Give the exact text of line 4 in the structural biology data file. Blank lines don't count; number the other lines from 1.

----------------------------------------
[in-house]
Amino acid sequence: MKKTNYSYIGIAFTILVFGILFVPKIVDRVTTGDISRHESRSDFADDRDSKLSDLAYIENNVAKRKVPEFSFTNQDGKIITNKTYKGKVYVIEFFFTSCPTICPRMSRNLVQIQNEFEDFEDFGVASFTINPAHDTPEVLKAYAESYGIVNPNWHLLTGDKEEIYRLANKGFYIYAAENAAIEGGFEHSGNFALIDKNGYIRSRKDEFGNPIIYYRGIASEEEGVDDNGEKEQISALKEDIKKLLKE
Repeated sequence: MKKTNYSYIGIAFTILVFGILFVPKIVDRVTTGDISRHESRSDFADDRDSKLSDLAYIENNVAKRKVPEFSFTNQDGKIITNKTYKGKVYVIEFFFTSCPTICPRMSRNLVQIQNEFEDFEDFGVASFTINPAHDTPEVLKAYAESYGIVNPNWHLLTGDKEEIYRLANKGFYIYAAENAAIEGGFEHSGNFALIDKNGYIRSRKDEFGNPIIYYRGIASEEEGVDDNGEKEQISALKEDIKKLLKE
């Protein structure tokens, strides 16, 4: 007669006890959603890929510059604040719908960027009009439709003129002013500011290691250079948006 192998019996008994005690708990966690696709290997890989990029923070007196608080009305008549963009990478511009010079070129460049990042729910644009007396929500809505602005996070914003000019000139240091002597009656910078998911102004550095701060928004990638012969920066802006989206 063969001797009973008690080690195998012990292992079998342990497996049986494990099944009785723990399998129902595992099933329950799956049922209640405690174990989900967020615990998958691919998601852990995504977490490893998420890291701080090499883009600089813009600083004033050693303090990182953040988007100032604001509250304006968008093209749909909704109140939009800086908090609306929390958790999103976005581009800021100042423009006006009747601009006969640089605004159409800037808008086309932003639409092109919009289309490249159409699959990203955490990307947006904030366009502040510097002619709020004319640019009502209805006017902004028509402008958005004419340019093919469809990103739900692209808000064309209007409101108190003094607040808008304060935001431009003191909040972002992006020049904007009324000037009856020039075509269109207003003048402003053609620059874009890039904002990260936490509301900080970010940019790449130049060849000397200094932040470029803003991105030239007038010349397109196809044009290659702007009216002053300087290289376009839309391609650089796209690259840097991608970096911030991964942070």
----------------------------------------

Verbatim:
């Protein structure tokens, strides 16, 4: 007669006890959603890929510059604040719908960027009009439709003129002013500011290691250079948006 192998019996008994005690708990966690696709290997890989990029923070007196608080009305008549963009990478511009010079070129460049990042729910644009007396929500809505602005996070914003000019000139240091002597009656910078998911102004550095701060928004990638012969920066802006989206 063969001797009973008690080690195998012990292992079998342990497996049986494990099944009785723990399998129902595992099933329950799956049922209640405690174990989900967020615990998958691919998601852990995504977490490893998420890291701080090499883009600089813009600083004033050693303090990182953040988007100032604001509250304006968008093209749909909704109140939009800086908090609306929390958790999103976005581009800021100042423009006006009747601009006969640089605004159409800037808008086309932003639409092109919009289309490249159409699959990203955490990307947006904030366009502040510097002619709020004319640019009502209805006017902004028509402008958005004419340019093919469809990103739900692209808000064309209007409101108190003094607040808008304060935001431009003191909040972002992006020049904007009324000037009856020039075509269109207003003048402003053609620059874009890039904002990260936490509301900080970010940019790449130049060849000397200094932040470029803003991105030239007038010349397109196809044009290659702007009216002053300087290289376009839309391609650089796209690259840097991608970096911030991964942070």